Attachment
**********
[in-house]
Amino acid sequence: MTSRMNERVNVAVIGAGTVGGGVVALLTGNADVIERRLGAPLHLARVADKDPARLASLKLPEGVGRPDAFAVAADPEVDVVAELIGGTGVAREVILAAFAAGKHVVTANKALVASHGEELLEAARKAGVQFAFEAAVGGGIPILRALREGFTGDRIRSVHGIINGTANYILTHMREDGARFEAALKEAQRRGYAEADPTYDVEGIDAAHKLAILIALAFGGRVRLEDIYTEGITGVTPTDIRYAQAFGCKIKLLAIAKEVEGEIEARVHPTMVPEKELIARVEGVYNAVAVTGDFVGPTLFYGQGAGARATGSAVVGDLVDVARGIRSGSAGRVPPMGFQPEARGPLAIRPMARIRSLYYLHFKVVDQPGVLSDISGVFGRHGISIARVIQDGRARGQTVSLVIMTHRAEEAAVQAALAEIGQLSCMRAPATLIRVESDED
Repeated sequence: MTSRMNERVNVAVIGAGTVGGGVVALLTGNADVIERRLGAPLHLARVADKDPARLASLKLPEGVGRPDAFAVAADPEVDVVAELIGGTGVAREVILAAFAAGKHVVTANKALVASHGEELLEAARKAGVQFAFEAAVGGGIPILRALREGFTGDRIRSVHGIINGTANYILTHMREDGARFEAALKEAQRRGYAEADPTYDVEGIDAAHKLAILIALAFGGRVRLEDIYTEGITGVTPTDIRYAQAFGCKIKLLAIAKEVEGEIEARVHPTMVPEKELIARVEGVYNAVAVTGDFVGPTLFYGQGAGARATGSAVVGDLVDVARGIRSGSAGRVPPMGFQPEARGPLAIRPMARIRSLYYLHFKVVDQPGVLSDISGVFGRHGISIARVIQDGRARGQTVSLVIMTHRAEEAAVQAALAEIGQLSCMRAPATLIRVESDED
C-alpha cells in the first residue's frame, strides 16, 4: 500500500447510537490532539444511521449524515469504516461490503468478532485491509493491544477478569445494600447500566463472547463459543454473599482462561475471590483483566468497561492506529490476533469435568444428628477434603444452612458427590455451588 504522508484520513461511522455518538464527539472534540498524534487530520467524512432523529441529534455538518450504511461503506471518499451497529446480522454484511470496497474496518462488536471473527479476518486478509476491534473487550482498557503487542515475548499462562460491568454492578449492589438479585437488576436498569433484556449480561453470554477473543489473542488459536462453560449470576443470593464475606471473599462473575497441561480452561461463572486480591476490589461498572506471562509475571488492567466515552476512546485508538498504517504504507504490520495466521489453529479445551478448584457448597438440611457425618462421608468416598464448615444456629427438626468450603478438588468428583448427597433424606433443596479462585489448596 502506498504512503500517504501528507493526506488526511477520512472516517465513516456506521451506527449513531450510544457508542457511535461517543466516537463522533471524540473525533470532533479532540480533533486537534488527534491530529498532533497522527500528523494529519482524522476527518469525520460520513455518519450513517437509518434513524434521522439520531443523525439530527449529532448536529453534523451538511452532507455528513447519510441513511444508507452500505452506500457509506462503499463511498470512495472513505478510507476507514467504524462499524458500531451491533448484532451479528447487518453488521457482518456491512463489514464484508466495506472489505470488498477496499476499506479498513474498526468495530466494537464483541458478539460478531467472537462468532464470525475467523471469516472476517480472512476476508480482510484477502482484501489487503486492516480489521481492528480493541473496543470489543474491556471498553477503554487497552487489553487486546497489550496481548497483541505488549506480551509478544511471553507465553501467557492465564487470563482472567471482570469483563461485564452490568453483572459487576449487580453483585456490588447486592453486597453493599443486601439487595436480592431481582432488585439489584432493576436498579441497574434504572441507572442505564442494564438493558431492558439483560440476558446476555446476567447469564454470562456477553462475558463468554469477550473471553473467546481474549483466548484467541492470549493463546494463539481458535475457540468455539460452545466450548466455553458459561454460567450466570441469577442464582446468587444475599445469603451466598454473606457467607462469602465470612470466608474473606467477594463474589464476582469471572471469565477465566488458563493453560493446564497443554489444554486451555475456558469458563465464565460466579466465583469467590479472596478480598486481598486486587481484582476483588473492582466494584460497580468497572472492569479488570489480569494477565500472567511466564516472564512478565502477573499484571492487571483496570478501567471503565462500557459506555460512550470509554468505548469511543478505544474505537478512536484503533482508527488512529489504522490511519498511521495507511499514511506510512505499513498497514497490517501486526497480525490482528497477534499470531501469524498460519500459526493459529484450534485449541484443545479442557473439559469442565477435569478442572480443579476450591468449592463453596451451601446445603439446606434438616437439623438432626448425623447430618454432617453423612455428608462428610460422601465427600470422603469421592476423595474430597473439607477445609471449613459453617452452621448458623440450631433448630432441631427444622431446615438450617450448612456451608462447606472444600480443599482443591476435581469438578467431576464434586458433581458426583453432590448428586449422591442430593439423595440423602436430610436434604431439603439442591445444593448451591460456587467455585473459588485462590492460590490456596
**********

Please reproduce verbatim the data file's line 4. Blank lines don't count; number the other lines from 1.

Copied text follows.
C-alpha cells in the first residue's frame, strides 16, 4: 500500500447510537490532539444511521449524515469504516461490503468478532485491509493491544477478569445494600447500566463472547463459543454473599482462561475471590483483566468497561492506529490476533469435568444428628477434603444452612458427590455451588 504522508484520513461511522455518538464527539472534540498524534487530520467524512432523529441529534455538518450504511461503506471518499451497529446480522454484511470496497474496518462488536471473527479476518486478509476491534473487550482498557503487542515475548499462562460491568454492578449492589438479585437488576436498569433484556449480561453470554477473543489473542488459536462453560449470576443470593464475606471473599462473575497441561480452561461463572486480591476490589461498572506471562509475571488492567466515552476512546485508538498504517504504507504490520495466521489453529479445551478448584457448597438440611457425618462421608468416598464448615444456629427438626468450603478438588468428583448427597433424606433443596479462585489448596 502506498504512503500517504501528507493526506488526511477520512472516517465513516456506521451506527449513531450510544457508542457511535461517543466516537463522533471524540473525533470532533479532540480533533486537534488527534491530529498532533497522527500528523494529519482524522476527518469525520460520513455518519450513517437509518434513524434521522439520531443523525439530527449529532448536529453534523451538511452532507455528513447519510441513511444508507452500505452506500457509506462503499463511498470512495472513505478510507476507514467504524462499524458500531451491533448484532451479528447487518453488521457482518456491512463489514464484508466495506472489505470488498477496499476499506479498513474498526468495530466494537464483541458478539460478531467472537462468532464470525475467523471469516472476517480472512476476508480482510484477502482484501489487503486492516480489521481492528480493541473496543470489543474491556471498553477503554487497552487489553487486546497489550496481548497483541505488549506480551509478544511471553507465553501467557492465564487470563482472567471482570469483563461485564452490568453483572459487576449487580453483585456490588447486592453486597453493599443486601439487595436480592431481582432488585439489584432493576436498579441497574434504572441507572442505564442494564438493558431492558439483560440476558446476555446476567447469564454470562456477553462475558463468554469477550473471553473467546481474549483466548484467541492470549493463546494463539481458535475457540468455539460452545466450548466455553458459561454460567450466570441469577442464582446468587444475599445469603451466598454473606457467607462469602465470612470466608474473606467477594463474589464476582469471572471469565477465566488458563493453560493446564497443554489444554486451555475456558469458563465464565460466579466465583469467590479472596478480598486481598486486587481484582476483588473492582466494584460497580468497572472492569479488570489480569494477565500472567511466564516472564512478565502477573499484571492487571483496570478501567471503565462500557459506555460512550470509554468505548469511543478505544474505537478512536484503533482508527488512529489504522490511519498511521495507511499514511506510512505499513498497514497490517501486526497480525490482528497477534499470531501469524498460519500459526493459529484450534485449541484443545479442557473439559469442565477435569478442572480443579476450591468449592463453596451451601446445603439446606434438616437439623438432626448425623447430618454432617453423612455428608462428610460422601465427600470422603469421592476423595474430597473439607477445609471449613459453617452452621448458623440450631433448630432441631427444622431446615438450617450448612456451608462447606472444600480443599482443591476435581469438578467431576464434586458433581458426583453432590448428586449422591442430593439423595440423602436430610436434604431439603439442591445444593448451591460456587467455585473459588485462590492460590490456596